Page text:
If you have been outside recently, you have no doubt been accosted by any number of flying creatures to aggravate and annoy you. Possibly even felt the stinging itching as a result of them trying to make you their next meal.
It seems this time of year those flying menaces are everywhere. Walk outside and you get bombarded by stinkbugs, Asian ladybeetles (or harlequins), or any manner of gnat and mosquito. It seems this time of year if it annoys or bites, it is flying through the air and are making a mess everywhere.
Some, like the stinkbugs and harlequins like to invade our homes and just make a general nuisance of themselves. They show up everywhere, light fixtures, kitchen sinks, heck I even had to dig one out of my wife’s purse. They get everywhere.
The biting bugs are even worse. The cool fall evenings aren’t nearly as enjoyable when you are constantly swatting and smacking at tiny things that you can barely see, but feel like a shark attack when they land and decide to make a meal out of you.
I will caution you that this time of year, you shouldn’t jump to conclusions when you see someone standing on a street corner wildly flailing their arms and, apparently, muttering to themselves. They may not be having a psychotic break, they may simply be trying to ward off a swarm of biting creatures that you cannot see from a distance.
As bad as it is, humans don’t have it as rough as the animals do. The bugs don’t specifically target humans just for sport. However, some of our scented body washes and lotions no doubt makes us smell more appealing and the wildlife around us must contend with all the same insects that we do.
Sometimes, these insects can be much more than just a simple aggravation. They can be downright deadly.
We are all aware of the dangers of insect borne diseases such as the West Nile virus right here in our own neighborhood. The wildlife face similar diseases every year that are carried and propagated by insects.
Already this year, there have been several confirmed cases of whitetail deer dying due to Epizootic Hemorrhagic Disease (EHD). This disease is carried by small flying midges that seem to do really well in the hot dry days of summer and early fall.
These midges that are infected will bite the deer and pass along the disease. Luckily, the deer can’t pass the virus on to other deer and the disease doesn’t affect humans. It is, however, almost always fatal to the deer.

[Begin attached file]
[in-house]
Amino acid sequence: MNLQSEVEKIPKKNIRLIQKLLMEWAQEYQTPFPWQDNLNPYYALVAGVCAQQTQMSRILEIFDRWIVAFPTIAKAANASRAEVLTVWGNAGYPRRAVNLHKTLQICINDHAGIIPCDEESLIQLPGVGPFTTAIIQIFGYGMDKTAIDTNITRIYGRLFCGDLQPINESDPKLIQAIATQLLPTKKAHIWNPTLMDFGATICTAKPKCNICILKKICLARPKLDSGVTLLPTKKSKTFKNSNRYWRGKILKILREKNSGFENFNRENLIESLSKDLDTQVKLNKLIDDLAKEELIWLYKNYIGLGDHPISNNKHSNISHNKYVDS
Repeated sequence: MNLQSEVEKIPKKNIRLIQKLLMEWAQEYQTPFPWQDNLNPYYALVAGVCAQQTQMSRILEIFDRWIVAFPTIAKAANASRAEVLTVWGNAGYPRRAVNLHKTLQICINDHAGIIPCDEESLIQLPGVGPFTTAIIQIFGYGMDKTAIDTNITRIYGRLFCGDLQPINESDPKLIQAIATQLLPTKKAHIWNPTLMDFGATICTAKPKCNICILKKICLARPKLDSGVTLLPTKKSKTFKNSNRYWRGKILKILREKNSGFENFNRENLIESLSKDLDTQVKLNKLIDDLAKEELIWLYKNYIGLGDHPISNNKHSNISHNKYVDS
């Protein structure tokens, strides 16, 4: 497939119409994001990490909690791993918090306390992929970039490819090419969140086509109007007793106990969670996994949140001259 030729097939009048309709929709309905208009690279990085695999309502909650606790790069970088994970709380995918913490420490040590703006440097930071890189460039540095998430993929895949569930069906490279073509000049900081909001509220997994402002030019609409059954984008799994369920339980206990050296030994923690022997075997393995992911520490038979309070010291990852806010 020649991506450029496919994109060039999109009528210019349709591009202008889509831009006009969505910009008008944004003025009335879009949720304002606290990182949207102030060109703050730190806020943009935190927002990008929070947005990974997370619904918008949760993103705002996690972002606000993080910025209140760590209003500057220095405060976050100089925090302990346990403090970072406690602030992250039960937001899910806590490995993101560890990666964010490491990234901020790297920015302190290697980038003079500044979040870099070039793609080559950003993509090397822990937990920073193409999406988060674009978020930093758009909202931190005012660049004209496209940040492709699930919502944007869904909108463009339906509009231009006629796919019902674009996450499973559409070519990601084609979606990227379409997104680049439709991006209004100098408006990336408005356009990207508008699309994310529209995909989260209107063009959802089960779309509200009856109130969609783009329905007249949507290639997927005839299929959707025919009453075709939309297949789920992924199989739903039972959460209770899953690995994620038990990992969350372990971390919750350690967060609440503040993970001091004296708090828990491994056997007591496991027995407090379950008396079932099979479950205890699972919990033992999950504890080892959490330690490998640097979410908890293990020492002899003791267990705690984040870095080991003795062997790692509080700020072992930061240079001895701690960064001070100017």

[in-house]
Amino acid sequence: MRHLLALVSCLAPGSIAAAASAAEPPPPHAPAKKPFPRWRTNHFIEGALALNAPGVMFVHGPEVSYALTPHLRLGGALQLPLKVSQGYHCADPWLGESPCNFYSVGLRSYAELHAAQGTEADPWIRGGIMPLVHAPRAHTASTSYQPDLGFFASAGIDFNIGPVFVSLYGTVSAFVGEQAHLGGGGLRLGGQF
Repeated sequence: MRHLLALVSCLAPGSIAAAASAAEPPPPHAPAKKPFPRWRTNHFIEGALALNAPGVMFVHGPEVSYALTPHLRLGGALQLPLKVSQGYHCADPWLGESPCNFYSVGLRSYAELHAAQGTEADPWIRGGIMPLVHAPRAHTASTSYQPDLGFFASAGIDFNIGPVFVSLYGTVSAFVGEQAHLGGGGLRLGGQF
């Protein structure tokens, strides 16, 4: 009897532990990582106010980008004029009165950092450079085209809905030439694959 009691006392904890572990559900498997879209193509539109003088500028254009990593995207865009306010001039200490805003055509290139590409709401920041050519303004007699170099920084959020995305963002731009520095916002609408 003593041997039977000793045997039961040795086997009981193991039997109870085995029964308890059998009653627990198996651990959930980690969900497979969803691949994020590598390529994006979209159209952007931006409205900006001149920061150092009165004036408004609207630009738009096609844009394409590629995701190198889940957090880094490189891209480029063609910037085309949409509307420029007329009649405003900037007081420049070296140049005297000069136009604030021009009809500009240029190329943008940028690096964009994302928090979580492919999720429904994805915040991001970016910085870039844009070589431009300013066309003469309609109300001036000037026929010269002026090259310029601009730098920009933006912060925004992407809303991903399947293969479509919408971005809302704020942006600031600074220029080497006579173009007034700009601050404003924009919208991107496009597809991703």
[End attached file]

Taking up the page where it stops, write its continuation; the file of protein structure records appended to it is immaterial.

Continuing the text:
The disease causes the deer to suddenly lose its appetite and its fear of humans. They soon develop a fever and will often gravitate toward water to try and get their temperatures down. Many of the deer that succumb to the disease are often found in ponds or streams, or near some other water source.
So far, the WVDNR has confirmed EHD in at least eight different counties in West Virginia and I have heard of outbreaks of the disease in neighboring states of Ohio and Kentucky this year as well. I am sure that more reports will continue to pop up until the temperatures cool and the first killing frost arrives. Once the frost kills the midges, the disease will disappear within a week or two after it has run its course in any animal that was already infected.
Even though the disease in not contagious to humans, hunters should never eat meat from an animal that is showing obvious signs of sickness. Everyone is also encouraged to report sick or dead deer to the nearest WVDNR District office so these animals can be accounted for to give the biologists a better idea of how widespread the disease is and the number of deer affected.
So, as the heat of the Indian Summer persists, I am sure more dead deer will be found as victims of these insect borne diseases. Until that first frost you might want to keep the bug spray handy and be glad that at least indoors we can find a little relief from the things that fly and those that bite. But where is the fun in staying inside all the time. Pass me the bug spray, I am going to take my chances outside.
Roger Wolfe is an avid outdoorsman and has spent most of his life hunting and fishing the mountains of West Virginia and writes a weekly outdoors column for HD Media. He is a resident of Chapmanville and can be reached via email at firstname.lastname@example.org.